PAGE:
There was scarcely time to grieve before the event itself receded and the eight young men who were killed in the horrid attack in the Mercaz Harav yeshiva (as also those who were wounded) were transformed into symbols, and then from symbols into launching pads for all manner of political argument. It is almost always so in Israel; there, things don’t merely “happen.” There, context is everything, and these days, there’s rarely agreement on context.
So: A friend observes that the killer at Virginia Tech last year murdered 32 people, not one less worthy or more deserving of the wound than the Mercaz Harav students. Why draw conclusions at all? People go berserk and begin firing, end of tragic story.
Call that an effort to decontextualize. It falls flat. We do not know the mental history of Alaa Abu Dheim, the 20 year old from Jabel Mukhaber, an East Jerusalem town just across from the neighborhood of Talpiot, a town literally divided by the security fence — here a 24-foot-high wall — that is meant to protect against terrorists. (Abu Dheim’s family lives on the Israeli side of the wall, hence in truth neither here nor there.)
We do not know the killer’s mental history, but we know too well his social and political history, and it is they that gave rise to his pathology. In the aftermath of the event, key elements of the social and political context were on despicable display: In Gaza, children distributed candy in celebration of the victory, people danced in the streets; in Jabel Mukhaber, the family erected a mourning tent and above it, until the police removed them, flew the flags of Hamas and Hezbollah. What lessons does a 14-year-old Palestinian boy, or even a 6 year old, draw from witnessing such a response to murder, to this murder?
Others observe that Mercaz Harav is the ideological ground zero of the settler movement, driven not only by fundamentalist theology but by a specific vision of Zionism’s destiny. It must be, they say, that the target of the attack was no random choice, was selected by Abu Dheim’s masters to insult the pre-frontal cortex of the settler movement, there where thoughts and actions are orchestrated in accordance with internal goals. But as I write, we do not know whether Abu Dheim was recruited or acted on his own, whether Mercaz Harav was chosen for its deeper significance or because of its handiness.
Cyberspace is aswarm with opposing lessons we are meant to learn from what has happened. Violence breeds violence; Palestinians cannot be trusted, they revel in what civilized people regard with outrage; the occupation has corrupted the souls of both the occupiers and the occupied; just as Baruch Goldstein, the savage murderer in the Cave of the Patriarchs, did not speak for the Jews of Israel, Abu Dheim did not speak for all Palestinians.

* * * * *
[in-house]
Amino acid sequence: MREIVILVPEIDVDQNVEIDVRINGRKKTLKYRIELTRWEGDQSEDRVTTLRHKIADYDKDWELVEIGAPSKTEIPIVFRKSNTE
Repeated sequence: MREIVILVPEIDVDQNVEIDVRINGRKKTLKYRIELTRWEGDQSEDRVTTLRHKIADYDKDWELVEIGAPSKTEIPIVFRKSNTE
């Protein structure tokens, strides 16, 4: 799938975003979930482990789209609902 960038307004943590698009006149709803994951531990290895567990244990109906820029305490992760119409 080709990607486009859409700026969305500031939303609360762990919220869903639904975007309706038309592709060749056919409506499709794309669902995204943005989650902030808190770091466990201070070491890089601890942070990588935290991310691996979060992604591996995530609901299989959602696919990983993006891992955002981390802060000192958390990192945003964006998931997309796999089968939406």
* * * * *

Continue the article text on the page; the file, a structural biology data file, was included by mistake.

The reaction that I find most perplexing, even disturbing, comes from Daniel Gordis, senior vice president of the Shalem Center of Jerusalem. Gordis has developed over the last few years a niche market: He is a master at the manipulation of sentiment. In a longish essay, written in the immediate aftermath of the killings, he begins his seduction with a recap of Chaim Nachman Bialik’s magnum opus, “In the City of Slaughter,” a poem of more than 300 lines written after the Kishinev pogrom of 1903, a poem that indicts the Jews for their passivity.
Then he moves on to cite Natan Alterman’s “Silver Salver,” a poem once taught to Israeli schoolchildren lauding the brave young men and women who birthed the Jewish state. Both Bialik and Alterman perceived religion as the source of the shameful Jewish passivity, and it is that which distresses Gordis. Without religious conviction, without continuing religious discourse, he tells us, we will not know why there needs to be a Jewish state, what purposes it serves.
That’s a provocative view, worthy of serious discussion. But that is not where Gordis takes the reader. Absent a clear sense of purpose, he writes, you want desperately to be “normal,” and so you close your eyes to the continuing attacks, assaults, insults. “You get so used to [them] that you don’t see that Jews sitting like ducks, simply waiting to be hit by homemade missiles while the region’s most powerful army sits on the side and polishes its boots, is a bastardization of what Zionism was supposed to be.”
His indictment, as harsh in its own way as Bialik’s, goes on, step by critical step, until finally it finds its home base: “So we sit. And civilians keep getting targeted, and keep dying. And soldiers die. And Israeli towns become ghost towns…
“But George Bush most supports us, so we feel better. And the charade with Abu Mazen permits us to continue hallucinating about the possibility of peace, to pretend that the Palestinians aren’t simply an utterly failed people that will never make peace in our lifetimes or those of our children, so we feel even better.”
Another time, we can argue about “what Zionism was supposed to be.” Just now, let us take note of what Zionism was not supposed to be: Two days after the yeshiva attack, Israel announced renewed construction of hundreds of homes in the West Bank town of Givat Ze’ev and authorized hundreds more in East Jerusalem. So much for the Road Map; so much for Israel’s explicit commitments at the Annapolis conference last fall.
Zionism, then, as an act of spite; Zionism to keep a fractious coalition together; Zionism to satisfy those in the religious camp who are as far from “shameful Jewish passivity” as can be. Take your pick: a Zionism that polishes its boots, or a Zionism that spits in the face of the Other and on its own moral tradition. Either way, you lose.